Natural muscone, traditionally harvested from the Asian musk deer (pictured, at right), is (R)-3- methylcyclopentadecanone. Found in nature with a small amount of muscopyridine, which completes the animalistic character of musk, muscone supplies a pyridinic, urinaceous undertone. In samples where muscopyridine was found, the muscone detected was most likely derived from male musk deer. However, muscopyridine was also identified in civet.
Muscopyridine is an unusual metapyridinophane, which was originally isolated by Prelog et al. from the ether extract of 2 kg of crude musk by exhaustive extraction with an aqueous solution of tartaric acid and 10% HCl. The filtered aqueous solutions were made alkali with KOH and extracted with ether. Distilling off the ether leaves a residue and oil. Distillation of the oil yields 0.75 g of muscopyridine (~0.04% of the crude musk). Convergent total synthesis of muscopyridine has been achieved in its enantiomerically natural form by ring closing metathesis strategy, enabling the determination of its absolute stereochemistry more than 50 years after its isolation by Prelog.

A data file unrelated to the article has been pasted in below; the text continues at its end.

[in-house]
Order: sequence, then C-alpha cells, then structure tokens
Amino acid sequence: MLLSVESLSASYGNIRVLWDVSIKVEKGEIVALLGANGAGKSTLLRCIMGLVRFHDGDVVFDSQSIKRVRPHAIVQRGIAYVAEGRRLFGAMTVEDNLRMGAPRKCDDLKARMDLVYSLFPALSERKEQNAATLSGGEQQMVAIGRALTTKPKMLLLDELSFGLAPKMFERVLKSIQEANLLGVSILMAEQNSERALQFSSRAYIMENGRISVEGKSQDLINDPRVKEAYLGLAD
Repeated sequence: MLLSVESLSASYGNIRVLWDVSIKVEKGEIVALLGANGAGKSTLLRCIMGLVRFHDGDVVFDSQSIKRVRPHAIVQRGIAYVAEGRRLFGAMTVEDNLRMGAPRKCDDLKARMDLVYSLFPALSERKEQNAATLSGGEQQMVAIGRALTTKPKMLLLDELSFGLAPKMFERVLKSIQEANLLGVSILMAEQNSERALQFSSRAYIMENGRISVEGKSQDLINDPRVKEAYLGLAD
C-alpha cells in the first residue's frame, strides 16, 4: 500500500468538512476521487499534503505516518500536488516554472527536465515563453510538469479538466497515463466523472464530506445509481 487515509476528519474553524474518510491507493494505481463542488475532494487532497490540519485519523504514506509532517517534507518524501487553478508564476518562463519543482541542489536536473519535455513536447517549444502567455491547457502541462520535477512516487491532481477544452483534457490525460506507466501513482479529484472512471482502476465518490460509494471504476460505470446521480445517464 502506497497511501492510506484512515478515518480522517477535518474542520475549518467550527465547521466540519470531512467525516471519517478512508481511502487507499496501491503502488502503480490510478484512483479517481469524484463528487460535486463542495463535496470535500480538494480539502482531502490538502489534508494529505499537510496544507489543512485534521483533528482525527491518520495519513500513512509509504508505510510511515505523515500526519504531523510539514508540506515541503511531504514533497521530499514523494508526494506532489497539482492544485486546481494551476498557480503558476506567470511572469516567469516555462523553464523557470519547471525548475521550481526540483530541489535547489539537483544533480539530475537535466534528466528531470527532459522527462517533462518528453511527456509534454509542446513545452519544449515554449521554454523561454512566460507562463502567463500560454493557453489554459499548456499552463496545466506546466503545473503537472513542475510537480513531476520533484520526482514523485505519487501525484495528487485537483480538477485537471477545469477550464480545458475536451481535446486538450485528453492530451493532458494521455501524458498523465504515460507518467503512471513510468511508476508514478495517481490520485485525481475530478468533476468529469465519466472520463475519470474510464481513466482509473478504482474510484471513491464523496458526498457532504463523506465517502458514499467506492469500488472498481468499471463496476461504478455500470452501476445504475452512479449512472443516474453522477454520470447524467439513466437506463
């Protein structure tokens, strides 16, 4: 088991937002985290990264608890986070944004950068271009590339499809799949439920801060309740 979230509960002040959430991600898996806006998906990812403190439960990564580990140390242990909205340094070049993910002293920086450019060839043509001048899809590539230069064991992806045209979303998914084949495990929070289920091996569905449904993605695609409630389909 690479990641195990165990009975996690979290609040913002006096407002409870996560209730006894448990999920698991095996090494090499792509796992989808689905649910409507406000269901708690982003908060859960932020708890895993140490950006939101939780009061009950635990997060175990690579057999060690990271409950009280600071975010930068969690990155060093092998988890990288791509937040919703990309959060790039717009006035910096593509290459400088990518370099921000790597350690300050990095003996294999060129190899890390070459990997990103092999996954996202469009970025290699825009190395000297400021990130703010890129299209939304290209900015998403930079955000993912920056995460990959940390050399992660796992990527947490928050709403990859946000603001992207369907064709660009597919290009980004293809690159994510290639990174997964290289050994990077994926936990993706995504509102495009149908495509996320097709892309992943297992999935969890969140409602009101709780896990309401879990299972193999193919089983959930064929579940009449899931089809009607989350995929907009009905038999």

The presence of muscopyridine in natural musk established a method for differentiating natural and artificial musk. GC/MS was used to detect the extract of musk, and several characteristic components were qualitatively differentiated simultaneously. The results showed that two characteristic components—muscopyridine and 3-methylcyclotridecanone—could be used to differentiate natural and artificial musk. This method has the advantages of simple operation, less consumption of samples and reliable qualitative results.